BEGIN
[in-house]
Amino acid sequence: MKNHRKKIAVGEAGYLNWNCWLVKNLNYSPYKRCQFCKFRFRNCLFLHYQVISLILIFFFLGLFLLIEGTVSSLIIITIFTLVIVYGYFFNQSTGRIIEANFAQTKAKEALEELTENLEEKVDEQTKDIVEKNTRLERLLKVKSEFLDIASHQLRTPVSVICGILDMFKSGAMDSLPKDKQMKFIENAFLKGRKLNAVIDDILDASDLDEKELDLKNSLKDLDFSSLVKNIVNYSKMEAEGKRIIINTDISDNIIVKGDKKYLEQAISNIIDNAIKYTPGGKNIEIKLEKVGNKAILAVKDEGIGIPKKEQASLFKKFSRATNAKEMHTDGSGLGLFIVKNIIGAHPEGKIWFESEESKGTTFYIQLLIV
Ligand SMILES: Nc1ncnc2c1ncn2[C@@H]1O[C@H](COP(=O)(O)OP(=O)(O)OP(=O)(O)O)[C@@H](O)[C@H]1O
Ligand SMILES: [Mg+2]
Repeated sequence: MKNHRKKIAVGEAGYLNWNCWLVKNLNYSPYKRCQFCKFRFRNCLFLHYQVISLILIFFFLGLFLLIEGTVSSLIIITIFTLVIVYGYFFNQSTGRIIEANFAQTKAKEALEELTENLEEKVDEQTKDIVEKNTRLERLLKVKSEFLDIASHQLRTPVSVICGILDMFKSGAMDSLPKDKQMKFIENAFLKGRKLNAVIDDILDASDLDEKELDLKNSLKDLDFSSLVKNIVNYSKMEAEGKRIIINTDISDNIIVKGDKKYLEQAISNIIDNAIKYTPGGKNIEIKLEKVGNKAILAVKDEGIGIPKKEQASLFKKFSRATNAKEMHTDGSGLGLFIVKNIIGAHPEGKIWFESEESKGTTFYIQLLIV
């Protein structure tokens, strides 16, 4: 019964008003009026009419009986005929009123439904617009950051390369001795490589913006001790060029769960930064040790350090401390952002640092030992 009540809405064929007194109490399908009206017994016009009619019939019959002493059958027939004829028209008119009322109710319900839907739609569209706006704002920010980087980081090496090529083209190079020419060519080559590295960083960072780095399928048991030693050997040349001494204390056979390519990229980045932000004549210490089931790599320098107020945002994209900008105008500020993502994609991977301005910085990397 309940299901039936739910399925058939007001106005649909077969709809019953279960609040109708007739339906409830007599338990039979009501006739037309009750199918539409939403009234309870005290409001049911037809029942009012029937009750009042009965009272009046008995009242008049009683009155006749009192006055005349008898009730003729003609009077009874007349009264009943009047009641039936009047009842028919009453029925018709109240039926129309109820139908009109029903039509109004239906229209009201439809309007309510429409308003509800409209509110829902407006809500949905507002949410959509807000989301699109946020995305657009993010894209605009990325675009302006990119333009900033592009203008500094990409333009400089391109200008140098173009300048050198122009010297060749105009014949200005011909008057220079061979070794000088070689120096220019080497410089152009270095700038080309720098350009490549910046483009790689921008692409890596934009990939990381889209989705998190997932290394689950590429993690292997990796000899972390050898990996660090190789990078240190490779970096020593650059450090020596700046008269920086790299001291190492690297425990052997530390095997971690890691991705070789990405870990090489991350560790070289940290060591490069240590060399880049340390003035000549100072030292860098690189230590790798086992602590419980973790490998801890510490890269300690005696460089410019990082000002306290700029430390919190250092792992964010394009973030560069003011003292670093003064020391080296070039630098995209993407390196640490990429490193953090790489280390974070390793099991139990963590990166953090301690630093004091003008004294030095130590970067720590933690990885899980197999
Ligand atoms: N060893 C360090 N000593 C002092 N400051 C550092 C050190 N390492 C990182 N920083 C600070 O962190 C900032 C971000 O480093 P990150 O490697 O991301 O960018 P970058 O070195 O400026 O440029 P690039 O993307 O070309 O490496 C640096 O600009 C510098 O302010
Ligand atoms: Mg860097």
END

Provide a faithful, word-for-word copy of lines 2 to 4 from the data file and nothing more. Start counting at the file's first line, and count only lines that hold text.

Amino acid sequence: MKNHRKKIAVGEAGYLNWNCWLVKNLNYSPYKRCQFCKFRFRNCLFLHYQVISLILIFFFLGLFLLIEGTVSSLIIITIFTLVIVYGYFFNQSTGRIIEANFAQTKAKEALEELTENLEEKVDEQTKDIVEKNTRLERLLKVKSEFLDIASHQLRTPVSVICGILDMFKSGAMDSLPKDKQMKFIENAFLKGRKLNAVIDDILDASDLDEKELDLKNSLKDLDFSSLVKNIVNYSKMEAEGKRIIINTDISDNIIVKGDKKYLEQAISNIIDNAIKYTPGGKNIEIKLEKVGNKAILAVKDEGIGIPKKEQASLFKKFSRATNAKEMHTDGSGLGLFIVKNIIGAHPEGKIWFESEESKGTTFYIQLLIV
Ligand SMILES: Nc1ncnc2c1ncn2[C@@H]1O[C@H](COP(=O)(O)OP(=O)(O)OP(=O)(O)O)[C@@H](O)[C@H]1O
Ligand SMILES: [Mg+2]